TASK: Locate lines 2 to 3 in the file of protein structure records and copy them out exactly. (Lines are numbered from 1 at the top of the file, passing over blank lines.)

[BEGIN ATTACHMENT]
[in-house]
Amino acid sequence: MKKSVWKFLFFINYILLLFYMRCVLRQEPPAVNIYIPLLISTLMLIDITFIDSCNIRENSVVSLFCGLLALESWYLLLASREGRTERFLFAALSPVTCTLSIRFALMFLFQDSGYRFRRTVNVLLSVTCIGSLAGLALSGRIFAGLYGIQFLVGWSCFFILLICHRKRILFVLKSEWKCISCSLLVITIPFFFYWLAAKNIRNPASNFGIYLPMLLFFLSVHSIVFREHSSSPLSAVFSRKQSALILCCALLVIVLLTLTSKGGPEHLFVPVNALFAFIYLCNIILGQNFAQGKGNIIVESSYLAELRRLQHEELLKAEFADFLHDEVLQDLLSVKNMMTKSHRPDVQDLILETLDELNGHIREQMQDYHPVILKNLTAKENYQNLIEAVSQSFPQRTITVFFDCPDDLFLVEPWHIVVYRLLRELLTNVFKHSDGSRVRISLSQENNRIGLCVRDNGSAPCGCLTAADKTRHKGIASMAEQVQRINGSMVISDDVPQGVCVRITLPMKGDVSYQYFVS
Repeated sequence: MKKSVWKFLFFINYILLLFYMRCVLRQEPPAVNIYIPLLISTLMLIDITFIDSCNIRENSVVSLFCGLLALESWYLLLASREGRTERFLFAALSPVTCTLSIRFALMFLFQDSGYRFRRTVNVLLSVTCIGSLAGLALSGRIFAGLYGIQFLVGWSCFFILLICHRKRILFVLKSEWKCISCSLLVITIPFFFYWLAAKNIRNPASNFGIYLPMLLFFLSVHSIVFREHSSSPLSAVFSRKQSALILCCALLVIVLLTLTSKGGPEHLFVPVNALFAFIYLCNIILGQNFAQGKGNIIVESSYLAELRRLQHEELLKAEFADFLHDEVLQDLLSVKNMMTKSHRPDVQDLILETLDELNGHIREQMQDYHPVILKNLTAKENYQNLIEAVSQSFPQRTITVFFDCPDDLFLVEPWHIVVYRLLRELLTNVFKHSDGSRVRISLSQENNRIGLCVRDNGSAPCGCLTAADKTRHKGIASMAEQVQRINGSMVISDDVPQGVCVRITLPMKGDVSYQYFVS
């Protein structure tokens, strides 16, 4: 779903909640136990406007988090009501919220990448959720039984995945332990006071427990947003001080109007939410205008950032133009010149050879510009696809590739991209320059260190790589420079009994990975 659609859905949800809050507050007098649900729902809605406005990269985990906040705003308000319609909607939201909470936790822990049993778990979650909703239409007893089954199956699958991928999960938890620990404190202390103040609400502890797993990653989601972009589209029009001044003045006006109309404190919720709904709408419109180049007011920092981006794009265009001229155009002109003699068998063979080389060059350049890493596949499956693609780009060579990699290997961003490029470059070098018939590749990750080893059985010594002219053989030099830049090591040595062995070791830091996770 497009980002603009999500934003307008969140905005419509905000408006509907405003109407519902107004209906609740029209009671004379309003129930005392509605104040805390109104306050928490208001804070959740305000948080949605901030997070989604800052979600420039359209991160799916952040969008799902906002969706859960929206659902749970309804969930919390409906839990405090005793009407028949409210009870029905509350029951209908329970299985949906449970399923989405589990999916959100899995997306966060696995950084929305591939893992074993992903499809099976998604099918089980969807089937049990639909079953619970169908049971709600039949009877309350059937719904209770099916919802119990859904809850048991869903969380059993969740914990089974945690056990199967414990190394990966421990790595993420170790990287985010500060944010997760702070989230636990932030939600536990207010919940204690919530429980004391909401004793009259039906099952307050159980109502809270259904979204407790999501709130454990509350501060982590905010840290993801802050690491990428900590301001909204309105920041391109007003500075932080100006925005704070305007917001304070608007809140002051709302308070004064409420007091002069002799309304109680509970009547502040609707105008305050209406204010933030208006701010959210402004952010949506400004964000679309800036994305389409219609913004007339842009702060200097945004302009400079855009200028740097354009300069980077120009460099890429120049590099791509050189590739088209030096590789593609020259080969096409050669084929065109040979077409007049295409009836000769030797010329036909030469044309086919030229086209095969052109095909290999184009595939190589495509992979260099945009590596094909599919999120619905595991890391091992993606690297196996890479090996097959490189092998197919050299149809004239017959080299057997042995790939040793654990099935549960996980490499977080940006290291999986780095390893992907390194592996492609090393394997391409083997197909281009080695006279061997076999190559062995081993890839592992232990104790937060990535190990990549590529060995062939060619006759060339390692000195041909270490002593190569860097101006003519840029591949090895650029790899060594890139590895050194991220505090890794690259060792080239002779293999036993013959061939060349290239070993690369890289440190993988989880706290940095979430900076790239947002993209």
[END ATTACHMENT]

Amino acid sequence: MKKSVWKFLFFINYILLLFYMRCVLRQEPPAVNIYIPLLISTLMLIDITFIDSCNIRENSVVSLFCGLLALESWYLLLASREGRTERFLFAALSPVTCTLSIRFALMFLFQDSGYRFRRTVNVLLSVTCIGSLAGLALSGRIFAGLYGIQFLVGWSCFFILLICHRKRILFVLKSEWKCISCSLLVITIPFFFYWLAAKNIRNPASNFGIYLPMLLFFLSVHSIVFREHSSSPLSAVFSRKQSALILCCALLVIVLLTLTSKGGPEHLFVPVNALFAFIYLCNIILGQNFAQGKGNIIVESSYLAELRRLQHEELLKAEFADFLHDEVLQDLLSVKNMMTKSHRPDVQDLILETLDELNGHIREQMQDYHPVILKNLTAKENYQNLIEAVSQSFPQRTITVFFDCPDDLFLVEPWHIVVYRLLRELLTNVFKHSDGSRVRISLSQENNRIGLCVRDNGSAPCGCLTAADKTRHKGIASMAEQVQRINGSMVISDDVPQGVCVRITLPMKGDVSYQYFVS
Repeated sequence: MKKSVWKFLFFINYILLLFYMRCVLRQEPPAVNIYIPLLISTLMLIDITFIDSCNIRENSVVSLFCGLLALESWYLLLASREGRTERFLFAALSPVTCTLSIRFALMFLFQDSGYRFRRTVNVLLSVTCIGSLAGLALSGRIFAGLYGIQFLVGWSCFFILLICHRKRILFVLKSEWKCISCSLLVITIPFFFYWLAAKNIRNPASNFGIYLPMLLFFLSVHSIVFREHSSSPLSAVFSRKQSALILCCALLVIVLLTLTSKGGPEHLFVPVNALFAFIYLCNIILGQNFAQGKGNIIVESSYLAELRRLQHEELLKAEFADFLHDEVLQDLLSVKNMMTKSHRPDVQDLILETLDELNGHIREQMQDYHPVILKNLTAKENYQNLIEAVSQSFPQRTITVFFDCPDDLFLVEPWHIVVYRLLRELLTNVFKHSDGSRVRISLSQENNRIGLCVRDNGSAPCGCLTAADKTRHKGIASMAEQVQRINGSMVISDDVPQGVCVRITLPMKGDVSYQYFVS